Imagine if all big fights turned out like this one. Imagine if this was the first big fight, or any fight, you had ever watched!
Yes, it’s fair to say that Wladimir Klitschko and Sultan Ibragimov, who met in a two-belt heavyweight unification showdown a decade ago today, put on a “show,” a “contest” – in fact a complete dud that could scarcely be referred to as a fight – that has earned its own oddly unique place in boxing history.
For though we have seen some absolute heavyweight stinkers over the years (think Muhammad Ali-Alfredo Evangelista, Vitali Klitschko-Kevin Johnson, Mike Tyson-Bonecrusher Smith, Tony Tubbs-Greg Page and others) it is entirely possible the cure for insomnia Klitschko and Ibragimov gave us on February 23, 2008, is THE WORST world heavyweight title fight. Ever.
Though the two men were both young, ambitious, talented and lucky enough to have a big fan following, neither “fighter” lived up to the definition of the word on this day. “Cagey chess-match,” might have been a kind (a very kind) description of the “action,” while tentative, who-cares-what-the-fans-think jabathon, might have been another. Klitschko, the IBF ruler, was content to throw left jabs and nothing much else. Ibragimov, the WBO champ, was content to take these jabs and do nothing much else.
It was dire stuff, truly painful to witness. Klitschko, 49-3 and a huge heavyweight, both in skill and in power, could have – should have – punched with authority in an attempt to overwhelm the smaller but also talented, and unbeaten (22-0-1) Ibragimov. Instead he gave us his most mystifying performance this side of his 2015 decision loss to Tyson Fury. Maybe Klitschko did always have mental issues whenever he fought a tricky guy whose style he could never completely get to grips with. How else to explain his inability, or complete unwillingness, to risk throwing punches?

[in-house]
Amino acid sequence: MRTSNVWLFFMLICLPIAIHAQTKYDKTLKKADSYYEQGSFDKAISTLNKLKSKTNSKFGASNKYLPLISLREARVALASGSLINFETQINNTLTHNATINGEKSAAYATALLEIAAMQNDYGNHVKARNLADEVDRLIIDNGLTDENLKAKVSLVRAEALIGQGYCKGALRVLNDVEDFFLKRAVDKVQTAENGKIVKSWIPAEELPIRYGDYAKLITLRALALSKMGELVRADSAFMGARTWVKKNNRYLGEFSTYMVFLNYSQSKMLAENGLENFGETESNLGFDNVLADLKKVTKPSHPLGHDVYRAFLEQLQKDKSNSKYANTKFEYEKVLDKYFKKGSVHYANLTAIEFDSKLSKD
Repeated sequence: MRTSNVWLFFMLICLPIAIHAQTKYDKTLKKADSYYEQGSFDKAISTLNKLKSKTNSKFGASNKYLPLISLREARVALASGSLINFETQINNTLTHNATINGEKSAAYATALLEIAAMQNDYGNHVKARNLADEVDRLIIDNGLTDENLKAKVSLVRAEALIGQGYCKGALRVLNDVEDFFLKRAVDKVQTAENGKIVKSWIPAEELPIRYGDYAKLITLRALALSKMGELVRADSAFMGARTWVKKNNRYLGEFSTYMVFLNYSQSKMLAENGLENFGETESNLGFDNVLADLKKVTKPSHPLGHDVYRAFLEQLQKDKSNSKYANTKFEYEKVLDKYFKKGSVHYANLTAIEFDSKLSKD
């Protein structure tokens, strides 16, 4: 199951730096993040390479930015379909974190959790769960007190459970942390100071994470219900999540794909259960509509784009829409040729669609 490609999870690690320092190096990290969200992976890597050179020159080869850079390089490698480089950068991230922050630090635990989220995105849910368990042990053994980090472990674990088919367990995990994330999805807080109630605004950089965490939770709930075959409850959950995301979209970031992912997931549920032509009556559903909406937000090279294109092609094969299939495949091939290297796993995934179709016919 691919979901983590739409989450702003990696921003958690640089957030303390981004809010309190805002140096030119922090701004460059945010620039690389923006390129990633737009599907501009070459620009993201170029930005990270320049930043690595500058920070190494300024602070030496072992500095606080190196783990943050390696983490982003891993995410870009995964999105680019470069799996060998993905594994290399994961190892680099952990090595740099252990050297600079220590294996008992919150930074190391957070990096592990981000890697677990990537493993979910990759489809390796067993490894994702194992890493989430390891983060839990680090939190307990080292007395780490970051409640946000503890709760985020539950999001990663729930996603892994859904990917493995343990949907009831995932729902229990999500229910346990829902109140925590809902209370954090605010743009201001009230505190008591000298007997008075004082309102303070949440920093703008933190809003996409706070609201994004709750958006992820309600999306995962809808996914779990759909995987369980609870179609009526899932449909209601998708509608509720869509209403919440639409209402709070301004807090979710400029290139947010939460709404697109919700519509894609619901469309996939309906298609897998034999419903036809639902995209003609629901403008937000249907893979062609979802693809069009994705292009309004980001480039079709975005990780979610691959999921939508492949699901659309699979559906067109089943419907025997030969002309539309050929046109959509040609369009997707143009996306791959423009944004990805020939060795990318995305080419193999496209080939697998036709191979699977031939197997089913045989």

Klitschko-Ibragimov dragged on for all 12 rounds, the only “action” coming in the ninth-round, when “Dr. Steel Hammer” finally let loose and belted his elusive and equally reluctant foe with some rights, sending Ibragimov to a sitting position on the ropes. Ibragimov had some “success” of his own in round-ten, as a non-boxing manoeuvre saw Klitschko thrown to the canvas.
Then, finally, with deafening boos ringing out inside the legendary venue, one that had seen so many legendary fights, this one had at last laboured to its wholly unsatisfying conclusion. Klitskcho was the “winner,” prevailing by commanding scores that read (for those fans that stuck around to hear them) 119-110, 118-110 and 117-111.
Klitschko would go on to have much, much better nights than this perplexing and dull one, while Ibragimov had the good taste to retire from the sport after his appalling non-effort.
Really, the question can be asked: have we ever seen a more boring heavyweight unification fight? Or heavyweight title fight period!